An environmental watchdog is sounding the alarm over a major Lake Simcoe menace.
Lake Simcoe Watch plans to raise its concerns over ongoing high phosphorus levels with the Lake Simcoe Region Conservation Authority (LSRCA) during a deposition at the agency’s Newmarket headquarters Friday.
“We’re going to be asking them to play a leadership role,” said Lake Simcoe Watch chair Jack Gibbons, noting the Lake Simcoe Protection Plan not only affects the body of water, but also neighbouring wetlands, meadows and forests.
Gibbons said the lake currently contains phosphorus levels more than double the accepted standard as a result of runoff from products like fertilizer used by people to make their lawns look nice.
“It comes from all kinds of sources,” he said, noting phosphorus in lower levels is normal for a waterway, “but it’s way above the natural level.”
So far, the group’s call for action has been endorsed by a number of area politicians, including Barrie Mayor Jeff Lehman, Oro-Medonte Mayor Harry Hughes and recently elected York-Simcoe MP Scot Davidson.
“Right now, we’re just sort of in a stalling pattern,” Gibbons said. “We need our politicians on board.”
Gibbons said his group is hoping the conservation authority’s board of directors will champion the plan through a number of initiatives, including a move to direct its staff to work with the provincial and federal governments along with municipalities in the lake’s watershed to develop and implement a strategy to reduce phosphorus loading by 50 per cent, to 44 tonnes per year, by 2026.
Lake Simcoe Watch is a joint initiative of AWARE Simcoe, the Innisfil District Association, the North Gwillimbury Forest Alliance, the Lake Simcoe Association, the South Lake Simcoe Naturalists, the STORM Coalition and the West Oro Ratepayers’ Association.
Within the same 2026 timeframe, the group also wants all levels of government to implement a plan to ensure at least 40 per cent of Lake Simcoe’s watershed consists of high-quality connected forests, wetlands and meadows, which serve to regulate water quality by filtering out contaminants and absorbing excess nutrients before they reach the lake.
Gibbons said the moves would improve water quality by reducing weeds and algae blooms while also protecting the lake’s cold-water fishery.
“Phosphorus comes from all kinds of sources,” Gibbons said, noting streams flowing into the lake are affected by runoff (for example, fertilizers and manure) from urban, rural and agricultural, and contribute to more than half of the lake’s phosphorus loadings while dust from construction sites, pits and quarries and agricultural lands is another major source.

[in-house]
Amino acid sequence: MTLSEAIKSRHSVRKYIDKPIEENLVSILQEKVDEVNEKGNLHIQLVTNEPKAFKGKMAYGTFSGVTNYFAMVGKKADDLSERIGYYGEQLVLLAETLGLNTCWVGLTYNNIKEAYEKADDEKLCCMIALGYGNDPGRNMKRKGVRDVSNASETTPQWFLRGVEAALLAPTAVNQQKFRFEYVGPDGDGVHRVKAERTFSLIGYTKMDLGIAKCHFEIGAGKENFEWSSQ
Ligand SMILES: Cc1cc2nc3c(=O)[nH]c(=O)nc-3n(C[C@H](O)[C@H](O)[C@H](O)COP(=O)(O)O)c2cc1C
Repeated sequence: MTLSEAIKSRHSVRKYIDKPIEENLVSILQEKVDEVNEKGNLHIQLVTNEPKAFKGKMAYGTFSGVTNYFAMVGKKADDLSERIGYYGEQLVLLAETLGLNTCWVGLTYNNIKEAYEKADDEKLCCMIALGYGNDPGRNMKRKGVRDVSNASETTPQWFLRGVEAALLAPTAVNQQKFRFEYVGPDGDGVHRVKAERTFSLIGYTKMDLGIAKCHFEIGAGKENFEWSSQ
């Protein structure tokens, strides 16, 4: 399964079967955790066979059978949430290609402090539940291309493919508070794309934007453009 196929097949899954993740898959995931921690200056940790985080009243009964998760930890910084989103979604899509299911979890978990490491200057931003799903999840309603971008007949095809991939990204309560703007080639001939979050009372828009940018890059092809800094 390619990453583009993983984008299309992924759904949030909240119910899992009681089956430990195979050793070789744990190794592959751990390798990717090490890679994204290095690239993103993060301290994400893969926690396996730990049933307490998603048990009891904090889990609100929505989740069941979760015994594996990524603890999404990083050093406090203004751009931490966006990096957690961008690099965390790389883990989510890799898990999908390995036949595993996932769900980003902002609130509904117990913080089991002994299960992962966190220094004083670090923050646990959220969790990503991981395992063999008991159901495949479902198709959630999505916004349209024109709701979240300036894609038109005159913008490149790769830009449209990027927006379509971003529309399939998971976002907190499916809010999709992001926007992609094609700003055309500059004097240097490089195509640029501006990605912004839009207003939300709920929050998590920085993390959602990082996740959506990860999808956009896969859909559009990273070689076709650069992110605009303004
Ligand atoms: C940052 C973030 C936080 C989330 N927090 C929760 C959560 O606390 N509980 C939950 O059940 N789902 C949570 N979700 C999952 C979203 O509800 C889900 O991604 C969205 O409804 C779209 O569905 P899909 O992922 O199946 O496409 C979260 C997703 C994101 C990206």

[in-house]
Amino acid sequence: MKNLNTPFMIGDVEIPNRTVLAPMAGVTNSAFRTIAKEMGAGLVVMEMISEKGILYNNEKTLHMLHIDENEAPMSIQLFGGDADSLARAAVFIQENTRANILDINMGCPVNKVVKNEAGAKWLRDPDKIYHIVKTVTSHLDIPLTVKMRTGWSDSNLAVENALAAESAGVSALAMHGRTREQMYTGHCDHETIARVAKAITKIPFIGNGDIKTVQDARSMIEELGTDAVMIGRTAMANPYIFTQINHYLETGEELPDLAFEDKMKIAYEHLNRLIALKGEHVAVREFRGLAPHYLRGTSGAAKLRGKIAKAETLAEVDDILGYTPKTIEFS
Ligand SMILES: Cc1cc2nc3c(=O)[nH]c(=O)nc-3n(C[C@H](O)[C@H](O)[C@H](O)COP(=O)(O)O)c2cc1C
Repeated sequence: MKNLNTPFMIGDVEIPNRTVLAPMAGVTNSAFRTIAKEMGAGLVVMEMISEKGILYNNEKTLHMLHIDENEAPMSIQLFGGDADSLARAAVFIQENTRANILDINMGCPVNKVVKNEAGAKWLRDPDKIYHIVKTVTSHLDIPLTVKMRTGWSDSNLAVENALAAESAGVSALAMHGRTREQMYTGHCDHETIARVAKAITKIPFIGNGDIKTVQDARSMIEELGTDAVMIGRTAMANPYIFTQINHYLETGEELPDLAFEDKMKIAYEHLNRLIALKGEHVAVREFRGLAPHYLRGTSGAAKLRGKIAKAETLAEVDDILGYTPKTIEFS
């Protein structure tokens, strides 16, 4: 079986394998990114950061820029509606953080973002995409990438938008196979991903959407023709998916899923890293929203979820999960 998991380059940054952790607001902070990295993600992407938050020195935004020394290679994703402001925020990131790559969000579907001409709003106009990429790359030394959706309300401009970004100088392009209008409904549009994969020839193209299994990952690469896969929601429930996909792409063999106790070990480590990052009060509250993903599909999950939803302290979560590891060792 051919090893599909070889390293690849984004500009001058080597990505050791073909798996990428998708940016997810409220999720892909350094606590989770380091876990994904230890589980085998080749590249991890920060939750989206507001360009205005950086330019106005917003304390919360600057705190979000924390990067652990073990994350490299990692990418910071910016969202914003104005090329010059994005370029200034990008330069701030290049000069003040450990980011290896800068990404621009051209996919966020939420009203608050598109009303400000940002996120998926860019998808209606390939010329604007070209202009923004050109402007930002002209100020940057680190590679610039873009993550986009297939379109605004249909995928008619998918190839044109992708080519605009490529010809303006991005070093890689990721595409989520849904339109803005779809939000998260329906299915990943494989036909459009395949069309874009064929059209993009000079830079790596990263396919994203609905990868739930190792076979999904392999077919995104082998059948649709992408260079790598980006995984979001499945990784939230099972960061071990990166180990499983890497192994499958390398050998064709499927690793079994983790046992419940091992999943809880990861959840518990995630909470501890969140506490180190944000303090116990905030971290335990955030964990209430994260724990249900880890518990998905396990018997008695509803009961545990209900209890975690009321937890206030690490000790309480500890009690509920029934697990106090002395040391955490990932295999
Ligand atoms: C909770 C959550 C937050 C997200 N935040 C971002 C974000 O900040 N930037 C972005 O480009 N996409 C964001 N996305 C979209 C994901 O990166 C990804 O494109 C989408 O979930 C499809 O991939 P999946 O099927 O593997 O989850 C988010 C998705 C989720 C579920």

Mike Walters, the conservation authority’s chief administrative officer, said his agency considers phosphorus levels one of the foremost environmental issues facing the lake and has long been involved with initiatives aimed at combating phosphorus.
“In fact, back in 1985, LSRCA partnered with the provincial Ministry of the Environment to develop and implement the first phosphorus-reduction strategy for the watershed through the Lake Simcoe environmental management strategy,” he said, noting that just 10 years ago, the agency assisted the province to develop the Lake Simcoe Protection Plan.
“In 2017, LSRCA, in collaboration with our member municipalities, First Nations, the provincial government and the Building Industry and Land Development Association (BILD), developed and implemented a phosphorus-offsetting policy, which requires all new development to prevent 100 per cent of phosphorus from leaving the site, or pay a fee to offset the phosphorus that can’t be controlled.”
As well, Walters noted that for several years the conservation authority has advocated for a shift in the way development happens by pushing for more sustainable practices through low-impact development.
“So far we’ve had tremendous support from BILD and their members on making this shift and we’re starting to see some really innovative and sustainable solutions put into action in our watershed,” he said.
“We also address phosphorus reduction through our restoration work, natural heritage protection and many other ways.”
Walters said in conjunction with the current protection plan’s governmental review, LSRCA has recommended that a new phosphorus-reduction strategy be developed based on current data while taking into account future stressors such as growth and climate change.
“We’re also advocating for the new reduction strategy to be developed collaboratively, using a specific, measurable, achievable, realistic and time-bound (SMART), outcome-based approach that involves extensive consultation to obtain the co-operation of all partners and watershed residents to ensure support for implementation.
“Until a new strategy is completed, it’s quite premature to suggest that LSRCA can implement solutions to achieve the ecological target of 44 tonnes per year by 2026.”